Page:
If you know me at all, you are aware of my coffee obsession, evidenced by the hefty stash of fair trade whole beans on my counter and the coffee plants growing throughout my house. Now I have a new coffee-related toy, and I couldn't be prouder: it's a lovely coffee grinder I got from an antique store in downtown Waukesha last weekend.
A few years ago I relied on my large combination coffee/espresso machine to make a latte for myself every day. But as I became interested in relying less on fossil fuels in my everyday existence, I started boiling water with a very heavy duty, 1950s tea kettle and using a French press to brew my daily caffeine fix. In the summer I can use my wood-burning stove outside to boil the water, but until recently I could not go completely off the grid with my coffee because I still used an electric coffee grinder to prep my beans for the press.
I stumbled upon hand coffee grinders while looking online to see if such a thing as hand paper shredders existed (they do -- I bought one, which I use to create bedding for my vermicomposter). That's when I saw my first hand coffee grinder and it occurred to me that I could probably find one at an antique store. Sure enough, there are plenty of them, in many styles and a variety of prices. Mine was about $40, which, to me, is worth it, not just because it enables me to grind my own coffee off the grid, but because it is a beautiful work of American craftsmanship. Compared to my late 1990s coffee grinder, which looks like a dull kitchen robot, this grinder is so pretty I just can't take my eyes off of it. Don't you agree?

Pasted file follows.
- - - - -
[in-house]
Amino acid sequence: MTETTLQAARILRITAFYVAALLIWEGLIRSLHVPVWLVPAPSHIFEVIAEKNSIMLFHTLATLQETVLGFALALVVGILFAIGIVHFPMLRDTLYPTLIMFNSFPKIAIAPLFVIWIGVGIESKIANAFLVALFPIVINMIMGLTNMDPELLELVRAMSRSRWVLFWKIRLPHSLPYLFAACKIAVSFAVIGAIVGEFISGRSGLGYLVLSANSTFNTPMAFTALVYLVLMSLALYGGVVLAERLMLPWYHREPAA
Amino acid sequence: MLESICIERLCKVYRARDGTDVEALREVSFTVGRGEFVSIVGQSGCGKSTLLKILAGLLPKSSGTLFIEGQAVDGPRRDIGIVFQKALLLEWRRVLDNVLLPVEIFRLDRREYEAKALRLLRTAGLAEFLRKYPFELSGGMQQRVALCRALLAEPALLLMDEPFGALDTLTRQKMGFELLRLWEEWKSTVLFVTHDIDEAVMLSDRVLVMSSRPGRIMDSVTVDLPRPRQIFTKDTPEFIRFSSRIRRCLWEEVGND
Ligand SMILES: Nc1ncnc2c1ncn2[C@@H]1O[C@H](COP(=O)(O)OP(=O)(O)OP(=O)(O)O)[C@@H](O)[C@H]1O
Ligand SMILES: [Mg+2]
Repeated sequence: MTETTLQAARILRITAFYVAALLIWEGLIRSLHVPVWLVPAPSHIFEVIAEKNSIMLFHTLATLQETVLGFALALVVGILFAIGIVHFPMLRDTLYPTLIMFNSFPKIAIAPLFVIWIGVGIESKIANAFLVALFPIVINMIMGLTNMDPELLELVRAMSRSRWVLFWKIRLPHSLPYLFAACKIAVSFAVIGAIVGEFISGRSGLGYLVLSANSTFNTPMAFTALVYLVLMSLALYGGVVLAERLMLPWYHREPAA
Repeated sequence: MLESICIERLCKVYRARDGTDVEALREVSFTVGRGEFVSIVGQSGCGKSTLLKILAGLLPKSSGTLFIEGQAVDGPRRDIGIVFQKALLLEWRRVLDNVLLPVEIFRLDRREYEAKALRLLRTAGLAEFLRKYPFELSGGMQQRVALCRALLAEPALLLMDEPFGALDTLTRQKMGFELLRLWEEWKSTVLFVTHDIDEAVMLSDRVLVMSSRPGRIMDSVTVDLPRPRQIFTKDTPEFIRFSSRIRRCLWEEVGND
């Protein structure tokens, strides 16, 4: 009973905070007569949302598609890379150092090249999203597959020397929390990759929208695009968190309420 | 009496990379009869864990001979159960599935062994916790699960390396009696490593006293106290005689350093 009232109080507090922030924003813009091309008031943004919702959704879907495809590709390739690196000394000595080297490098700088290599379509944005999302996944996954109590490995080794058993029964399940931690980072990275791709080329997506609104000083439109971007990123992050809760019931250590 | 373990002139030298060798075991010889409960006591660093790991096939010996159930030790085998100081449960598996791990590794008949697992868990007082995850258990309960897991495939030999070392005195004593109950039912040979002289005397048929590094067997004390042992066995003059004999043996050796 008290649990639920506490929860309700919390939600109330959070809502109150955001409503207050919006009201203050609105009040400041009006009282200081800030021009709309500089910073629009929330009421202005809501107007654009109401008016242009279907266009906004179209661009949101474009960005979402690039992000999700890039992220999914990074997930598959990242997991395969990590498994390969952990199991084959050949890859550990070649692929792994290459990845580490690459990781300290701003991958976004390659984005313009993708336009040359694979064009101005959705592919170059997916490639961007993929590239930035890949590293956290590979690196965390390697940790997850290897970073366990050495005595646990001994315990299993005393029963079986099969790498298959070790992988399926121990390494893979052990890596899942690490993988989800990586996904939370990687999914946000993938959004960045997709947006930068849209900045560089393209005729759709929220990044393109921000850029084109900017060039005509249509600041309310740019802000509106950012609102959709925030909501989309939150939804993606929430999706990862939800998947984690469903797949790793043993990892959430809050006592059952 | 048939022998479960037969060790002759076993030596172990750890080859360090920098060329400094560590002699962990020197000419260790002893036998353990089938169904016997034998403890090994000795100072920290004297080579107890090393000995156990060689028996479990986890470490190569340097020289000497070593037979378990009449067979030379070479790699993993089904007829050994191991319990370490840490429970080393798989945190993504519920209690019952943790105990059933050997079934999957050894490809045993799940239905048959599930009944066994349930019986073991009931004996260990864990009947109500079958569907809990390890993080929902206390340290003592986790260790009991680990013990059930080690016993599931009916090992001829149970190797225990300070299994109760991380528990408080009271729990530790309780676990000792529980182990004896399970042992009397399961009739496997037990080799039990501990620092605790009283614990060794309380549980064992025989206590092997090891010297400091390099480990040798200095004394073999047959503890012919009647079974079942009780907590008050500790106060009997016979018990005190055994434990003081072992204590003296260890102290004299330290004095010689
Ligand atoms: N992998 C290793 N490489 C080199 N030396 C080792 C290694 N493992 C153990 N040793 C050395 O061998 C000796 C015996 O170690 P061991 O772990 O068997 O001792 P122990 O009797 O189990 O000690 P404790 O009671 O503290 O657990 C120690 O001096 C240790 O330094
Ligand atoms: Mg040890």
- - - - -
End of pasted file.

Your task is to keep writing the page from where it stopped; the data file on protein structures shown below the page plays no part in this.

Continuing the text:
The down side is that it now takes me about five minutes of uncomfortable grinding to make my daily cup. Also, instead of getting a good course grind suitable for a French press, this little mill grinds the coffee so fine it tastes more like espresso or Turkish coffee when brewed. Which actually isn't a big problem, because I like my coffee in the thick-as-mud range.
Now if I could just find a hand-crank TV set...